Difficult launch on maiden. Needed a lot of down-trim and aileron wanted to nose-up and stall. I had the elevator visually faired with the stab before flight. But after the flight with the plane all trimmed up, the elevator is visually just a hair nose-down from being faired. Once trimmed up, it was fast and agile...even for a funfighter. And the rolls were beautifully contrast to the Corsair which corkscrews around.

On the negative side, that mostly dark-green paint job is tough to stay oriented on. At least with the Corsair's dark-colored paint-job, you have the gull-wings to help with orientation...but not so with the P-39. Problem is, even though the plane has a contrasting light-colored underside, when the plane is flying upright, that side is in shadow. So it's just all one dark blob.

The other negative is that there is NIL for equipment ventilation in the P-39...especially with the motor -- which came down too hot to hold a finger on. The motor comes down as hot on 3S as it does on 4S with the Corsair and Rare Bear. Those two other planes have air being pushed across the motor inflight (and an air exit hole in the lower aft fuse). So unfortunately, I consider 4S to be out of the question on the P-39. Unless I can figure a way to mod the cowl to scoop air across the motor...without deterring too much from the sleek semi-scale looks.
Last edited by herk1; Aug 29, 2013 at 04:14 PM.
Aug 22, 2013, 04:26 PM
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where did you order from?
Aug 22, 2013, 05:15 PM
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I got it from, which is the only place I've seen this newer model so far. I'm sure that sooner or later it'll show up at other places that offer the Skyangel series, like Toysonics and Hobbyking.

I put a couple more flights on the P-39 today. I am still finding this model difficult to launch. The same type of underhand push that works just fine with the Corsair and Rare Bear is not working well for me with the P-39. After release, it wants to roll to the left, and the nose drop too hard. On the second battery today I had my first failed launch on one of these Skyangel planes in went full inverted too close to the ground, so I just throttled back and let it dork in on the nose. No damage fortunately, and my reinforced motor mount glue-job held. So I spent the rest of that battery doing repeated hand-launch-and-land for practice. I moved the battery back a bit and put in a couple clicks of uptrim (but not too much because I didn't want to repeat the problem on the maiden launch)...and that helped with the nose-drop...but every launch still had that left roll. Next time I will practice different power settings and maybe try to launch with some right bank.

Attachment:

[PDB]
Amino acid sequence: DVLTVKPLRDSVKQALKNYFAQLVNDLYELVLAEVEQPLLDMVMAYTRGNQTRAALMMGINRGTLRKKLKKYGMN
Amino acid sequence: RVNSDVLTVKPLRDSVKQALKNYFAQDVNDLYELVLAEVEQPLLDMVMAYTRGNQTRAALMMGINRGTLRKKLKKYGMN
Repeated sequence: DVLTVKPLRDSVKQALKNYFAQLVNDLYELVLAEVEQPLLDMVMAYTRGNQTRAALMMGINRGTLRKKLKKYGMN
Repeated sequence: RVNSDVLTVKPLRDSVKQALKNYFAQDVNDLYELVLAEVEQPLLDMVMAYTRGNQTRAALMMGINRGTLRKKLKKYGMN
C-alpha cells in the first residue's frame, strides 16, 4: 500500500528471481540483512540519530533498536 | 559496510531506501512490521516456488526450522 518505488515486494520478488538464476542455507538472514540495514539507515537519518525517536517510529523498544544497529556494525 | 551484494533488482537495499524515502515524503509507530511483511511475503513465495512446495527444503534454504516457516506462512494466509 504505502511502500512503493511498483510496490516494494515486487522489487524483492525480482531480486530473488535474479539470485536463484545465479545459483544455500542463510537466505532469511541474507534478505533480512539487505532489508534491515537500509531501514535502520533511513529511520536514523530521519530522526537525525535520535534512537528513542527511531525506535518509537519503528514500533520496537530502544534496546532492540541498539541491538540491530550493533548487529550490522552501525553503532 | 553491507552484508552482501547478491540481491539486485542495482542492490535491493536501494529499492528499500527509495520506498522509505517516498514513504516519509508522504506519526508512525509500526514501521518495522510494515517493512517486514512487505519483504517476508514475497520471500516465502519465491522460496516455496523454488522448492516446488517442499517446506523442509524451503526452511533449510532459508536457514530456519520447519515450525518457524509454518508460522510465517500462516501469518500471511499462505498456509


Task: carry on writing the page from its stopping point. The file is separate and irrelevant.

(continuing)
If it wasn't for the low-wing configuration of this plane, I would launch it "English-dart" style like I do with some of the Skyangel jets, in order to avoid that rolling tendency. Kind of hard to do that when there's no good way to get a good grip on it from underneath near CG though.
Aug 31, 2013, 08:32 AM
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Landing gear mod for the P-39

On my latest outing with the P-39, the winds were calm...which made the P-39 even more difficult to launch. After three straight failed launch attempts (trying different launch tricks each time), with a broken prop and fuse on the third, I had to call it quits. And guess what? after the third failed launch, I took the battery out of the P-39 and put it in the Corsair funfighter, then launched the Corsair with the same underhanded shove that I was using on the P-39...and the Corsair sailed out straight and true with wings rock-solid and level, like it always does. The P-39 funfighter is just a bear to launch.

So I decided to put landing gear on the P-39.

The P-39 funfighter kit does not come with landing gear. And the model has no provision for gear designed in -- it's designed as a strictly hand-launch model. However, one thing the model maker did do that helps a little, is put decorative panel lines on the underside of the wings showing the outline of the main landing gear doors in the scale position. So I used that as a guide for where to make the cuts for my landing gear mount blocks (photo). For gear hardware, I went to my parts bin and recycled some parts from a previous kit (the main gear from my old GWS A-10 was just the right size).

One thing I like about the real P-39 is that it is a trike-gear plane. So I followed suit and put trike-gear on my P-39. (of course, those MLG panel lines were aft of CG not forward like on tail-dragger WWII planes) I made the nosewheel steerable. There was room in the front interior compartment for a steering servo and linkage. So it was a clean install with no exterior linkage showing (photo).
Sep 02, 2013, 04:09 PM
Once you taste flight...
skydvejam's Avatar
So I suppose my next question, how does she fly with the gear on her?
Sep 02, 2013, 06:36 PM